Progress continues at Alabama missions training center in Mentone

Launch pads for future missionaries.

That’s how one missions team from Ohio describes the trail shelters they’ve built at the Nehemiah Teams Training Center in Mentone.

It’s also a great way to describe the work that career International Mission Board (IMB) representative Jess Jennings hopes to see accomplished on the 60-acre property.

“Our vision is to lead students to finish the Great Commission in this generation,” Jennings said.

Jess and his wife, Wendy, both natives of Alabama who have served with the IMB in Southeast Asia for more than 25 years, are especially eager to see Alabama Baptist students involved in missions. They help coordinate summer teams, Nehemiah Teams (NT) that serve internationally and Project 52 (P52) teams that serve in North America, as well as a semester-long gap-year program called Advance Operations Training (AOT).

NT annually trains approximately 180 young adults ages 17 to 29 in outreach and evangelism strategies during a one-week orientation in Alabama at the beginning of summer. Though being a student is not a requirement, most participants are recent high school graduates and college students — a prime age to be involved in missions, Jennings said.

“During their college years, students stand at many crossroads, making decisions that affect the rest of their lives. It is our prayer that through NT students stop long enough to consider God’s call, the needs of the world and their role in the Great Commission. In this way, over many years perhaps a foundation for missions involvement or even a missions movement can be laid,” Jennings said.

After training, NT members head out across the globe to work with IMB missionaries in a variety of settings. Some will teach English, others will be involved in sports ministries and still others will head into remote areas to identify unreached people groups and develop future strategies for missions.

‘Many opportunities’

“Each year, there are many opportunities that students choose, meeting their gifts, interests and budget,” Jennings said.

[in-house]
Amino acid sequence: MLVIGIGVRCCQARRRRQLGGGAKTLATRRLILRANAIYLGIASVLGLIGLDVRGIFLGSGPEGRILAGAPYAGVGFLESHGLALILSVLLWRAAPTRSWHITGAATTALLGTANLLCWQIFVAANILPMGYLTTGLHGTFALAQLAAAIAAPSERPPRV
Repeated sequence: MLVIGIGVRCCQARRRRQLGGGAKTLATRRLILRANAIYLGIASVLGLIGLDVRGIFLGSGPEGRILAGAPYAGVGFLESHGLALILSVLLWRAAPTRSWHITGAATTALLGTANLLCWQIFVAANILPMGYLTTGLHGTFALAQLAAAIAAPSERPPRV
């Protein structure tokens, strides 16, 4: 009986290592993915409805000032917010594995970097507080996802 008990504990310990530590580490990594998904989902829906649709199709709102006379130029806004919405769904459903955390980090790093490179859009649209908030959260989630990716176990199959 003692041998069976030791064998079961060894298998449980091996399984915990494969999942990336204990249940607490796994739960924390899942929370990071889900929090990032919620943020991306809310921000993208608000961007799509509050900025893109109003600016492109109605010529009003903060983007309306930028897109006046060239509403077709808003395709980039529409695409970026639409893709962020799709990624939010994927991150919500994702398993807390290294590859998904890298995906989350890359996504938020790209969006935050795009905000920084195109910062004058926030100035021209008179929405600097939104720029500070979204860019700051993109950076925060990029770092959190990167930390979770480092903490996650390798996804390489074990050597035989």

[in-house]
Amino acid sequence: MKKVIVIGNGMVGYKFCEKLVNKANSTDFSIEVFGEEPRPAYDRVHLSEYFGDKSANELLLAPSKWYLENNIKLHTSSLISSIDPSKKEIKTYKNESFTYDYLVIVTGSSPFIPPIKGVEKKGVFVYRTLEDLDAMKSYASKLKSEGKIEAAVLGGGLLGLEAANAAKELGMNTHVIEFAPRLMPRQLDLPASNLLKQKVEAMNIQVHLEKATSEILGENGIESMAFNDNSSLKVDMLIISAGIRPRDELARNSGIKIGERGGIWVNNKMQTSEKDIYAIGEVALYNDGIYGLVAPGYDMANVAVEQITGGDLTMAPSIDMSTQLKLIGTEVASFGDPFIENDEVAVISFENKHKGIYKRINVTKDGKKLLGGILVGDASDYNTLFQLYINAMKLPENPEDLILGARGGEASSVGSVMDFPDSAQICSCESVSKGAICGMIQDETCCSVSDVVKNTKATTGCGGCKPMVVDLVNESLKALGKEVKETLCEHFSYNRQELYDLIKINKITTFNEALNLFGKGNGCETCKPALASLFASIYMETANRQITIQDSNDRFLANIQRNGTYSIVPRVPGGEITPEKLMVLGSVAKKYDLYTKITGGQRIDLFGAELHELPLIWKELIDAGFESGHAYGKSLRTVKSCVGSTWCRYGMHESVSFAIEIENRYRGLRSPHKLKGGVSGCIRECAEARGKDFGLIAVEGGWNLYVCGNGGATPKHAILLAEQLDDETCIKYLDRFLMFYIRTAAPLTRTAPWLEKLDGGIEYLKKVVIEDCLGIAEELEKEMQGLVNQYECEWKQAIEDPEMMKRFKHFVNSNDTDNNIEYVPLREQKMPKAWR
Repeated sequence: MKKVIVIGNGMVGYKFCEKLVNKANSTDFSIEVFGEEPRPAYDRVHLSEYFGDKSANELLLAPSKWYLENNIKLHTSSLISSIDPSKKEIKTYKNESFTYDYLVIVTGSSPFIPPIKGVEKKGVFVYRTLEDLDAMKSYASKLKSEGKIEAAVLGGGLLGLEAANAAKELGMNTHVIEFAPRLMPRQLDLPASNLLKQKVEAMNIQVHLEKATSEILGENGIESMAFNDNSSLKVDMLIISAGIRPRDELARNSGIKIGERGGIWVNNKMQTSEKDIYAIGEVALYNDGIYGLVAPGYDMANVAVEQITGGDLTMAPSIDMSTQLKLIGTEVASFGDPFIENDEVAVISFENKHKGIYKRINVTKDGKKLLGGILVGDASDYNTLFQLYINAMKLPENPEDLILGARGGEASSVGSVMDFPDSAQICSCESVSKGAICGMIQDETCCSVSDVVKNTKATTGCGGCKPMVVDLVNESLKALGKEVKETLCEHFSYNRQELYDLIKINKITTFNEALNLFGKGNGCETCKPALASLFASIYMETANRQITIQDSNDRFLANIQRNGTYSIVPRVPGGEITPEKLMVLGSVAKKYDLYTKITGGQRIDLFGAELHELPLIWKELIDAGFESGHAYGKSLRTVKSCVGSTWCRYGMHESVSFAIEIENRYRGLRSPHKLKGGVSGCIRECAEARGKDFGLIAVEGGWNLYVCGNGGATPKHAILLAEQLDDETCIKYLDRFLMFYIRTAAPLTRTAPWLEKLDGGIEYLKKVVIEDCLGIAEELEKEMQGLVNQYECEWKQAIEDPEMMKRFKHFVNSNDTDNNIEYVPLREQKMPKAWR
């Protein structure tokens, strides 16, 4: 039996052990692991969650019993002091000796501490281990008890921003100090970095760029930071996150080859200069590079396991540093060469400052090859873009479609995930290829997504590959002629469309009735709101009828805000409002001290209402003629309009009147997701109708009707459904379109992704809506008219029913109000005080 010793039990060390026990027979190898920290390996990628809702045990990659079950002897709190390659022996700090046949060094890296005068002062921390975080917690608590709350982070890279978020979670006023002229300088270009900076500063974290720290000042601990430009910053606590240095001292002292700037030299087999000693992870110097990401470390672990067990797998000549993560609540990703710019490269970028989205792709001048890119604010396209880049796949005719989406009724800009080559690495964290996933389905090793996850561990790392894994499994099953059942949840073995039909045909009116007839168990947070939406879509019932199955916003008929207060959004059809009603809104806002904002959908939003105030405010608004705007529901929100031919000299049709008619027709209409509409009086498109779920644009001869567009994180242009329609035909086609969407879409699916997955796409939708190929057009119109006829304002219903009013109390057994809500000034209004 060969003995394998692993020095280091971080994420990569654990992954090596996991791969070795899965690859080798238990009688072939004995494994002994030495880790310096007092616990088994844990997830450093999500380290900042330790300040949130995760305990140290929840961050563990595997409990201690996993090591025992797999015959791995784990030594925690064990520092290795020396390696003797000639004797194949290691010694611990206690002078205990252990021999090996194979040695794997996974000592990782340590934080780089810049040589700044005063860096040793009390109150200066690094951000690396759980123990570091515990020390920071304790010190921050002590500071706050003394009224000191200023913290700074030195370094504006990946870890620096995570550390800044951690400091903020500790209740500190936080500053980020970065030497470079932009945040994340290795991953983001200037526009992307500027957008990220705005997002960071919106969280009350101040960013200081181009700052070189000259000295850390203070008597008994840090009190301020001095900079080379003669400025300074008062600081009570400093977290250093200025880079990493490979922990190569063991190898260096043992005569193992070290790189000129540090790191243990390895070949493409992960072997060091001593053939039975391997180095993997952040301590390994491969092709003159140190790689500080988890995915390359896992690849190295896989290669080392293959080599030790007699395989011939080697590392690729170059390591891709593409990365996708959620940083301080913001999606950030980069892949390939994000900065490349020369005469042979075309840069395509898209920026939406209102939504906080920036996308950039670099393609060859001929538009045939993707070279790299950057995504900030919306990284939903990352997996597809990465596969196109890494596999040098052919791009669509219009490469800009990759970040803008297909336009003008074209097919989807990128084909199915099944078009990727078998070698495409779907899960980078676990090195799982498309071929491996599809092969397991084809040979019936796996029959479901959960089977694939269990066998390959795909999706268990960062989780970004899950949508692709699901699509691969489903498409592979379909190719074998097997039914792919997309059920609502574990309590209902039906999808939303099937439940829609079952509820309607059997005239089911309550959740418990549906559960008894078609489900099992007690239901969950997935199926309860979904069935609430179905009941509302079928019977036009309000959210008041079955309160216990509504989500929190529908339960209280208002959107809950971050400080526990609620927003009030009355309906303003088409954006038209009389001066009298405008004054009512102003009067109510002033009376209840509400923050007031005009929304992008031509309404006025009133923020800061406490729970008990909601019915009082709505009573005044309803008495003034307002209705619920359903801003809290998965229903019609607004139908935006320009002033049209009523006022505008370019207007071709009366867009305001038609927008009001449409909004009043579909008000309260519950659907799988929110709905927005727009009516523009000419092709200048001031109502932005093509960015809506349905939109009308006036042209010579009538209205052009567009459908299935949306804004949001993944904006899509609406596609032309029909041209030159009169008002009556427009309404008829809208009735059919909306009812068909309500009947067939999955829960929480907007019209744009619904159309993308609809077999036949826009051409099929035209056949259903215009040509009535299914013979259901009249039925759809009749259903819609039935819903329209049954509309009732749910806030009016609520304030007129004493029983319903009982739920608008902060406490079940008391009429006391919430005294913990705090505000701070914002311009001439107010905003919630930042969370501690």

Since NT training began in Alabama in 2010, at least 1,000 students from 33 different states have been trained and sent out to serve. And since its inception in 2004, almost 3,000 young people have served on more than 660 teams sent to multiple unreached people groups in 31 countries through NT.

Some NT students volunteer with P52, choosing assignments in North America instead of abroad, though the work is often similar.

“P52 teams have served in eight urban centers in North America among some of the most unreached people groups in the world. It has been more of a challenge to help students see this harvest field and stay in North America. God has brought the nations to our doorstep. We must welcome them,” Jennings said.

Jennings hopes that in summer 2019, NT training can be held at the Nehemiah Teams Training Center. Since acquiring the property in 2015, missions teams from Catalyst Community Church, Gadsden; First Baptist Church, Fort Payne; Jersey Baptist Church, New Albany, Ohio; and Beulah Baptist Church, Muscadine, have built eight trail shelters designed to house NT trainees. Lea’s Chapel Baptist and Violet Hill Baptist Church, both in Valley Head, and a local Lion’s Club also have helped with construction. Four outhouses also have been completed.

More work is yet to be done, however. Another 15 shelters, two outhouses and several metal buildings intended for use as classroom space are still needed, as is site preparation work that will involve clearing trees and leveling land.
Missions teams are invited to join the work and donations are always welcome, Jennings said.

To see how your church can help, visit For more information on Nehemiah Teams and Project 52, visit, and